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by on September 18, 2012

First dance. First kiss. First round of heavy petting (goodness, is that term even used anymore?). First time making love. Memories we tend to cherish because of their tenderness or romanticize about, if the experience was less than we’d hoped for–or was downright humiliating.


But what if your first is something you never planned on? Something you dread? Something you have no control over?


Take my hero in Those Violet Eyes, part of the Honky Tonk Hearts series from The Wild Rose Press. Win has lost part of his leg in the War in Iraq. He gets along fairly well wearing his prosthesis, but he’s yet to allow a woman to see his stump. Will he be rejected? Will a woman, any woman, find him repulsive? To spare his shattered male ego, he’s accepted he may never share intimacies or have a close bond with a woman again.


Then he meets Evie, and his desires slowly erase some of his insecurities. Still, even as they grow closer, he worries how she will accept his war injuries. Evie becomes upset by something and Win rushes to her side. In his haste, he’s forgotten to reattach his prosthesis.


Win reached for his crutches and followed her inside. So far she hadn’t seemed repelled by his stump, but she hadn’t seen it in the light either. His stomach clenched. If she rejected him, he didn’t know how he’d handle it.

Her back was to him as she poured the coffee. “Living room’s through the door. Go on in and have a seat. I’ll bring the coffee.”

Win moved into the living room. Clean, neat with older furniture. The kind of room a person could relax in. He settled on the sofa.

Evie set the mugs on the stand by his elbow and looked at his leg. What the hell is she thinking? She kneeled in front of him. “I didn’t know how much of your leg you’d lost.” Warm hands ran from his knee down. “You’ve got both knees, but your leg ends about three inches below that. You’re kind of red here.” She trailed fingertips over his stump and gazed up at him. “Hurt?”

“It’ll hurt if you stop.” He couldn’t believe she was touching him there, as if that part of his body were no different than his cheek or his elbow. Oh, how he needed that touch.

“Does walking so much in your prosthesis irritate your…your…” She tilted her head and regarded him. “Tell me the right term, Win.”

He shrugged. “Stump.”

“Stump,” she repeated. Then damned if she didn’t lean over and kiss it.

He didn’t realize how fearful he’d been that she’d reject him. In fact, he was sure she would. “Evie.” The anguish in his voice surprised him.

She jerked back. “Did I hurt you?”

He wrapped his hands around her arms. “Come here.” He lifted her to his lap and threaded his fingers into her damp hair. “It doesn’t repulse you?” He tilted his head so his forehead touched hers. “I was afraid…”

Evie pressed her hands to his cheeks. “I’m attracted to your mind, your heart, your soul and even that surly mood you’ve got goin’ on sometimes. I’m sorry about your wounds, but the loss of a limb does nothing to change the man you are.”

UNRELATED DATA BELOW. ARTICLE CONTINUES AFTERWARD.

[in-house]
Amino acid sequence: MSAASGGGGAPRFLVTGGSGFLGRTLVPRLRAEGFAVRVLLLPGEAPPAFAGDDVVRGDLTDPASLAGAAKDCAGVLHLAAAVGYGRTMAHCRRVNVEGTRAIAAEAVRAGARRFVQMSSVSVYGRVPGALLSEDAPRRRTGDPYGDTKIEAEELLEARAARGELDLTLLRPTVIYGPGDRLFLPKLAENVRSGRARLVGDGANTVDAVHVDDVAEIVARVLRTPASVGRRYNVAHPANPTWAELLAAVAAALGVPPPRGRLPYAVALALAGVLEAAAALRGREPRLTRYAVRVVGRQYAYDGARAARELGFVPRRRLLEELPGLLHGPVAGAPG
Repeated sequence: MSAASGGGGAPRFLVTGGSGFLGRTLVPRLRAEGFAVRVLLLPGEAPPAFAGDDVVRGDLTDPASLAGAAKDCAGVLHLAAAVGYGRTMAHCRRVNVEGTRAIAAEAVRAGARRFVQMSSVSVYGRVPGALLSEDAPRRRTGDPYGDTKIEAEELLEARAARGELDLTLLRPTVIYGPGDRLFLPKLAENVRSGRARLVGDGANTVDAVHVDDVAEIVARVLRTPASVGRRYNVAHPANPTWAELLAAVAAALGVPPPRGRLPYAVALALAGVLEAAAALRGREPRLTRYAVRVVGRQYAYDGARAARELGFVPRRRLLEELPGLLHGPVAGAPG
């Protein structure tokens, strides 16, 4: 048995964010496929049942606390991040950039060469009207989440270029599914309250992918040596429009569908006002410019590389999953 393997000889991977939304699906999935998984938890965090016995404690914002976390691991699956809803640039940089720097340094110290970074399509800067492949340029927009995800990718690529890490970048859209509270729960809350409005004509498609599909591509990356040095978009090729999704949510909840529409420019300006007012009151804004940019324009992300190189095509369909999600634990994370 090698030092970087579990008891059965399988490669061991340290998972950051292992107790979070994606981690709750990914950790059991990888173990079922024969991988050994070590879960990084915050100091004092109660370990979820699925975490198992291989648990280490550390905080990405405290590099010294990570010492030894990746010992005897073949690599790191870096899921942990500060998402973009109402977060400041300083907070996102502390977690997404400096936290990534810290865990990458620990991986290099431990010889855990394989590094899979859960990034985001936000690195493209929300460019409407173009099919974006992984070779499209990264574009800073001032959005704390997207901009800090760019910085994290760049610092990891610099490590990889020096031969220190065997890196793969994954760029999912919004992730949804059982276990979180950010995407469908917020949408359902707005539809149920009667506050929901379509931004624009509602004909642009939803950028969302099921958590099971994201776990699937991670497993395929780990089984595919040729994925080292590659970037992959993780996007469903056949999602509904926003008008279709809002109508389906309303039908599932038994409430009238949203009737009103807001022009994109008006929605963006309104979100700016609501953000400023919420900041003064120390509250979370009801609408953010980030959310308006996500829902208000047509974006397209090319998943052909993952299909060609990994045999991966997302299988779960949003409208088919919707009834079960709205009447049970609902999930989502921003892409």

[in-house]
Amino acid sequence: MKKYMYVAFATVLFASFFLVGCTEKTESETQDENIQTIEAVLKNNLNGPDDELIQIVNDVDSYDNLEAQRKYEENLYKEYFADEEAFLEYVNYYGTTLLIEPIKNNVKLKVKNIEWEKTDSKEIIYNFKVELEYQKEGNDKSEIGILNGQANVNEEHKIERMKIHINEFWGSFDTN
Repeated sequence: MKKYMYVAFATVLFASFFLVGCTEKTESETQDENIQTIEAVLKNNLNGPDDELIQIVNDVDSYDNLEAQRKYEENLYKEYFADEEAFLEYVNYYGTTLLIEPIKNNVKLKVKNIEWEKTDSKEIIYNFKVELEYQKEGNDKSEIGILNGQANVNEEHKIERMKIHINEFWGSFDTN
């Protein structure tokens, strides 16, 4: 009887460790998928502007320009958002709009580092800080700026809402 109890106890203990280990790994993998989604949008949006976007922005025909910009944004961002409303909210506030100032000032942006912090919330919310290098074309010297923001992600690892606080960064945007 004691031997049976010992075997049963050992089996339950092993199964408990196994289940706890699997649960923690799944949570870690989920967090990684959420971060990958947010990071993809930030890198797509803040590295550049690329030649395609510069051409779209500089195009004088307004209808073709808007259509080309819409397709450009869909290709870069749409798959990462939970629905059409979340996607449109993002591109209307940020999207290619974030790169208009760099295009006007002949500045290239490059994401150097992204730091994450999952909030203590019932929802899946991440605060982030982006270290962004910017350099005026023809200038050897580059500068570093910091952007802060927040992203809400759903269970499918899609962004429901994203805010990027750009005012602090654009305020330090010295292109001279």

Win laid his head against the back of the sofa and exhaled an audible breath. “I was so worried…” He rushed here to comfort her and help her with whatever problems she had. Now, here she was comforting him. If he had any questions before about whether or not he adored her, her attitude just now lured him the rest of the way into love. How had he lived without her all of his life? How could he face the future without her and her sweet acceptance of his battle scars?

“A lot of women couldn’t handle an amputee.”

“Is that why you’ve been blowing hot and cold with me? Were you afraid I couldn’t handle less than physical perfection?”

“Made sense to me.”


Win is also suffering from post traumatic stress syndrome. One night, over ice cream, he tells her what she can expect if their relationship moves to the next phrase. This is the first time he’s shared the effects of his PTSD with anyone.


Evie chatted about her cousin on the way home. Win was silent is response, his mind a whirl of emotion. He hadn’t planned on telling her as much about himself as he had back at the Dairy Queen. The woman had a way of calming him until he felt a measure of peace. Perhaps it was those eyes of hers that watched him when he talked, watched him and willed him to tell her more.

Even so, he couldn’t talk about that horrendous day when one minute he and his buddies were talking about a female rock star’s crazy outfits and the next minute a deafening white explosion ripped apart their world. A burning pain like he’d never known followed by sights he could never forget. Body parts. Blood—his and others. The awful coppery stench of it. Death, so much death.

Win started trembling and sweating. His breathing came rapidly. He jerked the truck to the side of the road. Braked hard before he wrecked and harmed Evie.

“Win? Win, what’s wrong?” She reached out to touch his arm. “Why, you’re trembling. Sick?”

He shook his head and took deep gulps of air.

“Honey, did our talk earlier stir things up?”

“Damn.” He slammed his fist against the steering wheel, feeling weak and hating it, especially in front of her.

Evie turned toward him, getting on her knees, and wrapped her arms around his neck. She offered him the comfort of her body and her strength. This little spitfire had more inner strength than most men. This much he knew about her; he’d seen it in her attitudes about life and how she faced things. He trembled in her arms as he struggled to work through the flashback.